Believe it or not my mother is the chief impetus for my decision to finally read Stephen King’s The Shining; it also doesn’t hurt that the sequel, Doctor Sleep, also just recently released. My mother has told me, repeatedly, that the book is much better than the Kubrick film so I figured now would be the time put that claim to the test. Over the years my stance on “the book is always better” has softened and all but melted away. Truth be told I’m more inclined to say (in 99.9% of all cases, I’m looking at you World War Z) simply that “the movie is different from the book.”
Film, as a primarily visual medium, has an entirely different set of requirements than prose fiction and concessions must be made to reflect that difference. While my friend might complain about the “atrocious” differences between Jackson’s Lord of the Rings Trilogy and Tolkein’s masterpiece I am hard-pressed to fault Jackson for his decisions and I will argue, until the end of my days, that a direct translation of Tolkein’s work into film would not necessarily make the most compelling of films (I shudder at the montages of singing hobbits that would plague the film long before we’ve even left the Shire).
Stanley Kubrick is a seminal director whose touch and vision have influenced the world of film for generations to come. As such, his vision of The Shining is deeply meshed with the world of pop culture and the film’s visual style ring’s true to this day. I say this because that fact makes coming to The Shining as a novel after having experience the film a bit strange. In, On Writing, Stephen King equates writing to telepathy. The author sets an image or thought down on the page and you the reader read it and, depending on the author’s skill, receive and envision that very same thought or image. With The Shining the Kubrick film is interference with that communication. Given my experience with the film, and its prominence as a cultural icon, it difficult to divorce King’s words from Kubrick’s imagery.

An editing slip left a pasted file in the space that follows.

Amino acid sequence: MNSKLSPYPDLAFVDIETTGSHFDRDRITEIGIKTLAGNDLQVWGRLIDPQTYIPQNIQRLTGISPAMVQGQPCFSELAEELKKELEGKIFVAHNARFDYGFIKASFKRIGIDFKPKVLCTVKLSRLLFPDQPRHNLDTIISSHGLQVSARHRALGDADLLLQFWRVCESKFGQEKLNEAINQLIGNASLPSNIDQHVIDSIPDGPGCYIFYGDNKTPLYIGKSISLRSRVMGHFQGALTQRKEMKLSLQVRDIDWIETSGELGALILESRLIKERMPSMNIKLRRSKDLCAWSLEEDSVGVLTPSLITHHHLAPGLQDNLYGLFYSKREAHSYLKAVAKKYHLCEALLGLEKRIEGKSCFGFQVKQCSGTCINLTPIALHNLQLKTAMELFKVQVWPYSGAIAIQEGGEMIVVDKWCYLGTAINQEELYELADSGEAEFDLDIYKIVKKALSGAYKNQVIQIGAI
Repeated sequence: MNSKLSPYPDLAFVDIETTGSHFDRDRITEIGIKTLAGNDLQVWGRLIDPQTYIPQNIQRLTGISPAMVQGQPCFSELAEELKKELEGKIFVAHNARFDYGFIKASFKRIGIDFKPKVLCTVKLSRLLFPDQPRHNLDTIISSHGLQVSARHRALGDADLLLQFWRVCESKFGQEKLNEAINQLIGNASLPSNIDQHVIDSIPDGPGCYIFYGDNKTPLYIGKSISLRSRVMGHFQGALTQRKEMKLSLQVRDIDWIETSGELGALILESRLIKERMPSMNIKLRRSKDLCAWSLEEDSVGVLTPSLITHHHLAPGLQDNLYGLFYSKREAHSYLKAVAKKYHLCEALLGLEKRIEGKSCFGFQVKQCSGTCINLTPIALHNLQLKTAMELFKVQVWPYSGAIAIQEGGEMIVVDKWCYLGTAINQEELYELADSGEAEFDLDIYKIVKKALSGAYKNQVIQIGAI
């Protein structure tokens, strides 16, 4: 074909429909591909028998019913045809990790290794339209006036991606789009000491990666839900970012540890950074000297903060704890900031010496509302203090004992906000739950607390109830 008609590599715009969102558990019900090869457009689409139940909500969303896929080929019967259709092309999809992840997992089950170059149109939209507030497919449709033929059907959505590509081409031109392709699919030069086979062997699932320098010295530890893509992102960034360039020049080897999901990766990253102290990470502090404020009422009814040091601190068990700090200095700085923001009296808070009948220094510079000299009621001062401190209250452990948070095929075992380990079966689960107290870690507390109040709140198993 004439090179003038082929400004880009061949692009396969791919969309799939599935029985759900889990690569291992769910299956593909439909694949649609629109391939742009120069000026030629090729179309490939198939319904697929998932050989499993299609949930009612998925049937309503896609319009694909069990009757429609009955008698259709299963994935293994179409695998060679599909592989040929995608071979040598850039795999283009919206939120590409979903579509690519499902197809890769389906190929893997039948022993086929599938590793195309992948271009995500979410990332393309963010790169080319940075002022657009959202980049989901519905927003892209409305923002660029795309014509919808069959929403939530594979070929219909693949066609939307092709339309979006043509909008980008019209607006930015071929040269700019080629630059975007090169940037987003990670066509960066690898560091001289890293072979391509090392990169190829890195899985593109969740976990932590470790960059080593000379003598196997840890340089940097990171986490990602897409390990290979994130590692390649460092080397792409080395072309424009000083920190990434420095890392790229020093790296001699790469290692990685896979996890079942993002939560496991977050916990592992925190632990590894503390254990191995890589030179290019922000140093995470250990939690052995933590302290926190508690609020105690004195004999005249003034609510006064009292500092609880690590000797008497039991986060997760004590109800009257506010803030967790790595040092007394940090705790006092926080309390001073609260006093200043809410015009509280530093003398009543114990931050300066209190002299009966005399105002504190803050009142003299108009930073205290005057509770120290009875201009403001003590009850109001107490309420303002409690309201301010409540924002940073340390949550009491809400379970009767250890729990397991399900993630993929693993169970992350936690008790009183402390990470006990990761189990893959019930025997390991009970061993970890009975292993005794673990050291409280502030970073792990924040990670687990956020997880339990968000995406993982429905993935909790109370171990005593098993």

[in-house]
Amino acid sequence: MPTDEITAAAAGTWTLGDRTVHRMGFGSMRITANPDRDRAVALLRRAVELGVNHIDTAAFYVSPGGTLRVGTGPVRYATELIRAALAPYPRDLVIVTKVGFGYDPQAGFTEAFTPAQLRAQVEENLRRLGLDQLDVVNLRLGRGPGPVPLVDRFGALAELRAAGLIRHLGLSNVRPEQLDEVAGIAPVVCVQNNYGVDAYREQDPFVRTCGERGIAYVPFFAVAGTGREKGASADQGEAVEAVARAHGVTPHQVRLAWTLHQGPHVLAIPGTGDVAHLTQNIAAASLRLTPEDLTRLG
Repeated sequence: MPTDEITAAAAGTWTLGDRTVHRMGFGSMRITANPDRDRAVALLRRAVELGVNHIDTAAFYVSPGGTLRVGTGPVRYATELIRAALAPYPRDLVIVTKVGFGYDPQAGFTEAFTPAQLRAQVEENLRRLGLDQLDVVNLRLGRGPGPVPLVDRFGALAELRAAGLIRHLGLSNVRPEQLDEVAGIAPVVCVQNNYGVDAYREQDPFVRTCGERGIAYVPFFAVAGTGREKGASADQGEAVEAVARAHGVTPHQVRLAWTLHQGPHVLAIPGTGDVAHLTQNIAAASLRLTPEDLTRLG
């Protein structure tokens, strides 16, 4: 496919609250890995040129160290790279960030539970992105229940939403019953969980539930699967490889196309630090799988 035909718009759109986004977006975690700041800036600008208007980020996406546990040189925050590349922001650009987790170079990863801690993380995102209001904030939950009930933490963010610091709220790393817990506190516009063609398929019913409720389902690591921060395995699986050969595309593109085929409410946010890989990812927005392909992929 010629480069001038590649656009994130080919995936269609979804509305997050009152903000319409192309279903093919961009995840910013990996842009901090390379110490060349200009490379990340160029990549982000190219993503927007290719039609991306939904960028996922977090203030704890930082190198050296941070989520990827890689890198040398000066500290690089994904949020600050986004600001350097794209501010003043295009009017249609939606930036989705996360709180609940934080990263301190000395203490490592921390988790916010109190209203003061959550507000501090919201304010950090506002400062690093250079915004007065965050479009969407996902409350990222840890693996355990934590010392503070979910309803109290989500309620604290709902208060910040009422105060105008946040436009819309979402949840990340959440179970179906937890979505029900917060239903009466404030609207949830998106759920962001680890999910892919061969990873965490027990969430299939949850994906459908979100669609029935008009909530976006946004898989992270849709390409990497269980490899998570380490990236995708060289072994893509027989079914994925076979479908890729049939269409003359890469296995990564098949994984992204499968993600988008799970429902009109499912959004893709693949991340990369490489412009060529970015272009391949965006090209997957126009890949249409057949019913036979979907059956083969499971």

Reading The Shining now my brain has two competing visions with the images from Kubrick’s film often superseding the words of King’s fiction. That being said their are considerable difference between the movie and the book. King’s book leans far more heavily on the supernatural and the presence of the Overlook looms far greater than in the film. King conveys a sense of malicious intelligence to the old hotel and the presence insinuates its way into all of the character’s in the story. The Overlook is a character in and of itself and King easily and masterfully conveys the sense of the hotel as a living, breathing, entity.
The glimpse inside the internal live’s of Jack and Wendy, thanks in part to the narrative structure as well as Danny’s own childish interpretation of his parent’s thoughts and emotions, offers greater insight into the personal demons that they are both struggling through. The novel examines Jack’s corruption by the hotel as a much more gradual process than in the film. While Jack is certainly troubled when he arrives at the Overlook there isn’t quite as much tension from the start as there is in the film. The novel portray’s both Jack’s and Wendy’s outlook for the future as hopeful. Jack’s interactions with the ongoing party at the Overlook definitely take on a more fevered tone in the novel and take a decidedly more supernatural air than in the film.
The titular shining is also of greater importance over the course of the novel. Danny’s gift feels like a bit of a throwaway in the film but in the novel it is Danny’s connection to those around him that helps hold the novel together. King even manages to create and interesting parallel between Jack’s need for alcohol and the Overlook’s need for Danny’s powers; both represent ultimately destructive desire which leads to their downfall. King stays remarkably focused on the character internal and external struggle to the point where the science fiction and fantasy fan in me was a bit frustrated by the lack of explanation behind Danny’s abilities and the Overlook’s malicious power. There were some other irregularities that bugged me: the lone bike that Jack and his friend ran over at night but with no child’s body, and the lingering questions regarding Jack’s beating of his student (there seemed to be some implied mystery there that I was missing) or maybe I was just infected by Jack’s own confusion towards the novel’s end.
There are differences between the Kubrick’s adaptation and King’s novel. At first glance these differences are superficial but the cumulative result of these changes is that The Shining as a book and film are work with vastly different tone. If you’ve not seen Kubrick’s The Shining I honestly recommend you read King’s novel The Shining first. The film’s distinct visual styling and well-known actors have left an indelible mark in popular culture; to such a degree that its influence is hard to ignore while reading the novel. While I have no doubt that individuals will have a unique, and likely visceral, reaction to The Shining as both a book and a film I would argue that both versions of The Shining, King’s original novel and Kubrick’s adaptation, stand well on their own.